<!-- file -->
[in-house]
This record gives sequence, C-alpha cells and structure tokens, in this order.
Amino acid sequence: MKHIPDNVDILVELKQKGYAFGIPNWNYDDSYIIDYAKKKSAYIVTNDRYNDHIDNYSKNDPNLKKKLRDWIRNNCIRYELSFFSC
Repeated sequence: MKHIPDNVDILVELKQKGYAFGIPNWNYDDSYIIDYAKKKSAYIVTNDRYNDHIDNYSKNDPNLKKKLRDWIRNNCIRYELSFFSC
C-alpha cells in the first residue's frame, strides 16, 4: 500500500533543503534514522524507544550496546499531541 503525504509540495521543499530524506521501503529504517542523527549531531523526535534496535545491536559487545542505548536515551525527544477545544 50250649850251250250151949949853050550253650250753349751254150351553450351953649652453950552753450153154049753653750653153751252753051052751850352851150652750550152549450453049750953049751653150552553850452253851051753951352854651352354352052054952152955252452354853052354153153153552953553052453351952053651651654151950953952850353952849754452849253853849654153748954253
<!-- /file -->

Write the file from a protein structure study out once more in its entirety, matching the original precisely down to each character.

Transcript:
[in-house]
This record gives sequence, C-alpha cells and structure tokens, in this order.
Amino acid sequence: MKHIPDNVDILVELKQKGYAFGIPNWNYDDSYIIDYAKKKSAYIVTNDRYNDHIDNYSKNDPNLKKKLRDWIRNNCIRYELSFFSC
Repeated sequence: MKHIPDNVDILVELKQKGYAFGIPNWNYDDSYIIDYAKKKSAYIVTNDRYNDHIDNYSKNDPNLKKKLRDWIRNNCIRYELSFFSC
C-alpha cells in the first residue's frame, strides 16, 4: 500500500533543503534514522524507544550496546499531541 503525504509540495521543499530524506521501503529504517542523527549531531523526535534496535545491536559487545542505548536515551525527544477545544 50250649850251250250151949949853050550253650250753349751254150351553450351953649652453950552753450153154049753653750653153751252753051052751850352851150652750550152549450453049750953049751653150552553850452253851051753951352854651352354352052054952152955252452354853052354153153153552953553052453351952053651651654151950953952850353952849754452849253853849654153748954253